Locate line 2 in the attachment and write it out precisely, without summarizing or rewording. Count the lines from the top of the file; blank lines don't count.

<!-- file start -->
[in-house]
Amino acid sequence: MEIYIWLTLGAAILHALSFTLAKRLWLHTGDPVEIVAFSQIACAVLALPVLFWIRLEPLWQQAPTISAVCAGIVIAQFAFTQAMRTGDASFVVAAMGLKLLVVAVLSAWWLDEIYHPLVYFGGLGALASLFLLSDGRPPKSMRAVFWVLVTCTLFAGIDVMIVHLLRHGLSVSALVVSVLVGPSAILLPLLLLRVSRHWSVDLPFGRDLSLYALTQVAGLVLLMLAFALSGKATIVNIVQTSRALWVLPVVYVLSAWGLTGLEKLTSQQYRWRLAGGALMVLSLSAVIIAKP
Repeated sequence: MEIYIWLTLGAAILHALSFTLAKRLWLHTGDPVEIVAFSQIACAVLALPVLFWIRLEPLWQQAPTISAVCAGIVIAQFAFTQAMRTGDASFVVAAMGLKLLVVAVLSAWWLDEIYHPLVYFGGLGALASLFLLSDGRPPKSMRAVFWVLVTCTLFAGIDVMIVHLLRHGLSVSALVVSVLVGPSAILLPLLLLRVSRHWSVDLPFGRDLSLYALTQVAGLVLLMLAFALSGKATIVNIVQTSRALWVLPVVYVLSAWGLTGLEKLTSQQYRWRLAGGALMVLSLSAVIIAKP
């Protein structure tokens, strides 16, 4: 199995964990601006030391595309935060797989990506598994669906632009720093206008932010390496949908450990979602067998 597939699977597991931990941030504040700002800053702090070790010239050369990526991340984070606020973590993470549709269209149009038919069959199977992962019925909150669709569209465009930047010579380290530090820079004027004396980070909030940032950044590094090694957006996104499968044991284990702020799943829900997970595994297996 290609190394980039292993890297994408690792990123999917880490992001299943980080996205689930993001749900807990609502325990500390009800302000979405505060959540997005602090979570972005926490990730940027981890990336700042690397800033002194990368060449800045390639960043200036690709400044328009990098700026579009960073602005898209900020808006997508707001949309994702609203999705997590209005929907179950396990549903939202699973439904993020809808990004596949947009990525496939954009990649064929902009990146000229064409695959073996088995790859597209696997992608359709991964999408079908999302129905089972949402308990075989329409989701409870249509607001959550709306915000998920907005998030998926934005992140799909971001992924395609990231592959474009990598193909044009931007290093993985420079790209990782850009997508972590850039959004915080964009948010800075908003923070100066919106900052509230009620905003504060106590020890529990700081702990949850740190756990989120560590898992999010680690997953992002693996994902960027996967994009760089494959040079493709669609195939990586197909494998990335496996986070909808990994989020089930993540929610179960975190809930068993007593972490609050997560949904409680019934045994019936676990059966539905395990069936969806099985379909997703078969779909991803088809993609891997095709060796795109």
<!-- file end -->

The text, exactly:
Amino acid sequence: MEIYIWLTLGAAILHALSFTLAKRLWLHTGDPVEIVAFSQIACAVLALPVLFWIRLEPLWQQAPTISAVCAGIVIAQFAFTQAMRTGDASFVVAAMGLKLLVVAVLSAWWLDEIYHPLVYFGGLGALASLFLLSDGRPPKSMRAVFWVLVTCTLFAGIDVMIVHLLRHGLSVSALVVSVLVGPSAILLPLLLLRVSRHWSVDLPFGRDLSLYALTQVAGLVLLMLAFALSGKATIVNIVQTSRALWVLPVVYVLSAWGLTGLEKLTSQQYRWRLAGGALMVLSLSAVIIAKP